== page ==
The camera guy just looked curiously between Mark and I as we just incredulously stare back at him. Starting to laugh again, he says, “Okay, joke’s over. We have to finish filming this episode.”
He turns around and starts walking towards a kitchen, and we trail after him. I would’ve taken that as our chance to escape, but the odd crew of camera men just stared emptily at us, preventing us from leaving.
Upon entrance of the massive kitchen, a lady about 50 years old in clothes too expensive to lounge in appears out of nowhere, tossing a thick packet labeled “SCRIPT” into my hands.
With a creepy, forced grin, she says, “Read these over quickly dear, we’ll be turning the cameras back on in 5 minutes.” About to sashay away, I grab the woman’s arm to get her attention. Flustered, I can barely get my words out.
“Wh… Who are you?”
Jokingly, she replies, “Hey, I know I have makeup on right now but you don’t recognize your mother?” Her hands fly up to her cheeks, patting them softly.
“Maybe this anti-aging cream really does work.” she says in astonishment.
. . .
“Finally, we got away from them.” I lean up against the wall and rest my head back, exhausted.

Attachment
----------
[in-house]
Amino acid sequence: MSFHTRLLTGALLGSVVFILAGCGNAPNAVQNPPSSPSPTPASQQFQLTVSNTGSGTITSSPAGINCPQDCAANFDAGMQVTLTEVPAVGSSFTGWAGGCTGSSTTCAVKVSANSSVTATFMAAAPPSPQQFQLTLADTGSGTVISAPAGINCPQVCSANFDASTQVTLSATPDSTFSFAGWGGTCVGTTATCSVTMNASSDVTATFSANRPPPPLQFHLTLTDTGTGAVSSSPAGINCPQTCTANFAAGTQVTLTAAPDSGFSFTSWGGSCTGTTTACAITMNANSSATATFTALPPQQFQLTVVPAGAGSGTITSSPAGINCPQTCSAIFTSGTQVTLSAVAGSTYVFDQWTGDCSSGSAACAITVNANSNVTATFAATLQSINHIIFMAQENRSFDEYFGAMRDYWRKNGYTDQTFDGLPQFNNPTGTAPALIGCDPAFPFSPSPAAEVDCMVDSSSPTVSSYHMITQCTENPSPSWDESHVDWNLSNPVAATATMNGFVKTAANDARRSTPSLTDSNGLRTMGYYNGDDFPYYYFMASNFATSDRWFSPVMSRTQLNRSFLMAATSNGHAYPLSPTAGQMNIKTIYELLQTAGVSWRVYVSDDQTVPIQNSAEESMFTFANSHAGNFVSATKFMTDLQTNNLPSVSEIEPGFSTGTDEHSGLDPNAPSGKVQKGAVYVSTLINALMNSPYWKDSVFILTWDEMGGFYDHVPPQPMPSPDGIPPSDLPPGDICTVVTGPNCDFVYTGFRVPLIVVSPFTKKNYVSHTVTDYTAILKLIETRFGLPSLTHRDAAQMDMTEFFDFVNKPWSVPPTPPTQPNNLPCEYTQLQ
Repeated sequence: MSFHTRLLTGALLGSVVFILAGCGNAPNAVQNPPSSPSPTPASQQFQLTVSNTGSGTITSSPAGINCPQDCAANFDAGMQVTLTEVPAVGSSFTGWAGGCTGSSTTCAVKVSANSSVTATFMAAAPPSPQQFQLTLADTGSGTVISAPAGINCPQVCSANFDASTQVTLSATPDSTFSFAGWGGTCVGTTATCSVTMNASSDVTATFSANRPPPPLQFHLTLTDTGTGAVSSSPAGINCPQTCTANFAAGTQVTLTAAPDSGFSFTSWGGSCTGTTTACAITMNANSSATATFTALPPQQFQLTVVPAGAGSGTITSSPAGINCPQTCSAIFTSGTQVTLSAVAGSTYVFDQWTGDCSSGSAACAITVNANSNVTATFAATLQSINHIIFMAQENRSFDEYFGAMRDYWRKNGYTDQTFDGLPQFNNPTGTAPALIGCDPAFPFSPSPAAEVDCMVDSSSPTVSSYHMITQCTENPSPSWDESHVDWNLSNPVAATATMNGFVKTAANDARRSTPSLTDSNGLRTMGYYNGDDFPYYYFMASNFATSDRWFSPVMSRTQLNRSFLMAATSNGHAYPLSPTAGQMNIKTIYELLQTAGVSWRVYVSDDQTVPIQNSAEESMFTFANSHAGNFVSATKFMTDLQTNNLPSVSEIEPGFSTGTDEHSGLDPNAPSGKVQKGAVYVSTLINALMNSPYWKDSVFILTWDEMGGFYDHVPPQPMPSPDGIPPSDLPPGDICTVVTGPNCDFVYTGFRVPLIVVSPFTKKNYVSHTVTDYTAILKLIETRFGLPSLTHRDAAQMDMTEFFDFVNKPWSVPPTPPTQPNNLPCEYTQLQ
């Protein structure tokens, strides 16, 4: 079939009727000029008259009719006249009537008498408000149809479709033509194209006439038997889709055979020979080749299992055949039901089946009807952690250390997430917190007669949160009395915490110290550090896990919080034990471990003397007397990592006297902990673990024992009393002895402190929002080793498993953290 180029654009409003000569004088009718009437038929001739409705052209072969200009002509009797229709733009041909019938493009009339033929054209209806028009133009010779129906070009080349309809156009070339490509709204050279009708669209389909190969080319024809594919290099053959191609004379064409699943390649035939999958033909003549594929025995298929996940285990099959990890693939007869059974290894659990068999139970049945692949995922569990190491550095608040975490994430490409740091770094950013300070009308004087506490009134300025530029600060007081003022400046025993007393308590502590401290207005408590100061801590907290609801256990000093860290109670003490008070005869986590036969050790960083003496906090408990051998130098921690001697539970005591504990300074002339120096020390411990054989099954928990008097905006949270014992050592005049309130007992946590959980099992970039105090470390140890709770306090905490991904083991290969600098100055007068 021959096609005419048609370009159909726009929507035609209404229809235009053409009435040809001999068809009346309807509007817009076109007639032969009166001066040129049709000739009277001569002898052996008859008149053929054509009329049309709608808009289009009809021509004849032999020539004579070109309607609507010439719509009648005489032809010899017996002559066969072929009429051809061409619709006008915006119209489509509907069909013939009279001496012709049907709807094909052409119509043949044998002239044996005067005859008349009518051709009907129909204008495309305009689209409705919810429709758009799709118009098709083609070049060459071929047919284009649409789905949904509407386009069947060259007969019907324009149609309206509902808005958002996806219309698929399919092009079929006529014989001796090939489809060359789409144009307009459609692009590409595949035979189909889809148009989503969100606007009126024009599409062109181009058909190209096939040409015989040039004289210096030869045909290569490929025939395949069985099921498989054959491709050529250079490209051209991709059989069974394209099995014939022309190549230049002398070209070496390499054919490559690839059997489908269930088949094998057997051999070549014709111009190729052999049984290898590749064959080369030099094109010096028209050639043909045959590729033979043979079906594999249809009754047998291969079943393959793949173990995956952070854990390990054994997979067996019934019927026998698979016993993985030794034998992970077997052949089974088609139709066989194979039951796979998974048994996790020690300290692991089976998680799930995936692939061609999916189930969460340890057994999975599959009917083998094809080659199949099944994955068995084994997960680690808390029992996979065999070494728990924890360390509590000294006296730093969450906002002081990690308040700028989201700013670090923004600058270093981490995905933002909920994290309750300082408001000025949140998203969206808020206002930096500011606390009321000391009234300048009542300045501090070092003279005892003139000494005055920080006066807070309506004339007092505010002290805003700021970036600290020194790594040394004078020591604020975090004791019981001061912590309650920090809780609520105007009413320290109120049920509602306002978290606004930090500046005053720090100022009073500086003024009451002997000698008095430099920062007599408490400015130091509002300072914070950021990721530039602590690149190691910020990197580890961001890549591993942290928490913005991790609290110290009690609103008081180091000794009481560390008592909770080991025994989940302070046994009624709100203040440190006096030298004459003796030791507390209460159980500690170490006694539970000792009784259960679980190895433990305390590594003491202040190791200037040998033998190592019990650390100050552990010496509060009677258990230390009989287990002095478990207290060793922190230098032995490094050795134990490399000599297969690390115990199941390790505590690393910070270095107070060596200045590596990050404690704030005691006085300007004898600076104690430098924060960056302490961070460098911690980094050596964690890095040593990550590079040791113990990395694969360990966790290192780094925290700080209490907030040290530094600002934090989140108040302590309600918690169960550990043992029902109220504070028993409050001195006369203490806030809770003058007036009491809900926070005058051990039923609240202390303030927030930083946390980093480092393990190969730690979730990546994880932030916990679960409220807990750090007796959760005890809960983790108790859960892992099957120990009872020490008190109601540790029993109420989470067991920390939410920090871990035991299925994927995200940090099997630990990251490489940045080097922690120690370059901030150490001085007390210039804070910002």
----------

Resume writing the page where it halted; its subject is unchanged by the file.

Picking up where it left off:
“Right?” Mark laughed lightly.
So not only had Mark and I switched bodies, we were in some alternate universe in which we were a celebrity family. Our parents in this world were huge movie stars in the 90s, which explains the humongous house and reality show. I’ve had a fair share of odd experiences, but this one takes the cake. The whole day, someone would say my name and I would start talking, forgetting I was in Mark’s body. While replaying today’s dreadful scenes in my head, a golden retriever approached Mark and I. What a joke. I went through this awful day and didn’t get to see our dog until the end of it?
“If you follow me, I can get you back into your world, and in your own bodies,” says the dog. At this point, my head is reeling from today’s spectacles. After everything, animals can talk. I’ve been through so much that I don’t even doubt the dog and just trail behind it as it leads us down the hallway. Stopping in front of a large door and stepping to the side, the dog turns around and looks up at us.
“This is it. On the other side of the door is where you’re supposed to be.”
I thought it wouldn’t hurt to ask the dog if it knew how we arrived in our situation.
“Oh, you know. Every now and then, the new guy makes a mistake and accidently switches people’s bodies. I tried to tell you folks earlier but the camera crew doesn’t like when I hang around while filming.”
Opening my mouth to thank the kind dog, Mark just pushes me forward and says, “Okay, enough questions. Let’s just get out of here. We’ve been here long enough.”
. . .
I come into my senses and find that I’m at the same dinner from a couple days ago. Sitting in the same chair, in the same clothes, cutting the same piece of chicken.
“In conclusion, that is why we should not switch bodies for a day. I rest my case,” Mark says, looking at everyone around the table with a proud smile.
Glad to be back, I reply, “Honestly, I agree.”
Chuckling to myself, I think, Wow, that’s a first.